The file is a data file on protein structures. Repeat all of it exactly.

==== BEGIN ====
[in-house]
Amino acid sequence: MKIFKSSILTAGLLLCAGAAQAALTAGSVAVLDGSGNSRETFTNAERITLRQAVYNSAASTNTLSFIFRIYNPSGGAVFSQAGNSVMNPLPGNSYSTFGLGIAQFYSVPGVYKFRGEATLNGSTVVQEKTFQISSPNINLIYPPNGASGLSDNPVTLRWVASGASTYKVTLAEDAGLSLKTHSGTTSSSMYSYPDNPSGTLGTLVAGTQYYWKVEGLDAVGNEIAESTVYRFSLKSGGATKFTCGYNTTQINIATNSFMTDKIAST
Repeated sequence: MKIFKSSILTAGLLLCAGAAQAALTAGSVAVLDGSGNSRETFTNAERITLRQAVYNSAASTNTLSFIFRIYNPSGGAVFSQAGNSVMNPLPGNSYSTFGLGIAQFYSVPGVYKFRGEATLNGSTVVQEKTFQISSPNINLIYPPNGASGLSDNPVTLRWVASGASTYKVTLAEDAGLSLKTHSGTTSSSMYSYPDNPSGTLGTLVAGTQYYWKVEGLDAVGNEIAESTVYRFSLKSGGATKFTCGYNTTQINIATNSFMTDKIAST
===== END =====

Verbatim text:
[in-house]
Amino acid sequence: MKIFKSSILTAGLLLCAGAAQAALTAGSVAVLDGSGNSRETFTNAERITLRQAVYNSAASTNTLSFIFRIYNPSGGAVFSQAGNSVMNPLPGNSYSTFGLGIAQFYSVPGVYKFRGEATLNGSTVVQEKTFQISSPNINLIYPPNGASGLSDNPVTLRWVASGASTYKVTLAEDAGLSLKTHSGTTSSSMYSYPDNPSGTLGTLVAGTQYYWKVEGLDAVGNEIAESTVYRFSLKSGGATKFTCGYNTTQINIATNSFMTDKIAST
Repeated sequence: MKIFKSSILTAGLLLCAGAAQAALTAGSVAVLDGSGNSRETFTNAERITLRQAVYNSAASTNTLSFIFRIYNPSGGAVFSQAGNSVMNPLPGNSYSTFGLGIAQFYSVPGVYKFRGEATLNGSTVVQEKTFQISSPNINLIYPPNGASGLSDNPVTLRWVASGASTYKVTLAEDAGLSLKTHSGTTSSSMYSYPDNPSGTLGTLVAGTQYYWKVEGLDAVGNEIAESTVYRFSLKSGGATKFTCGYNTTQINIATNSFMTDKIAST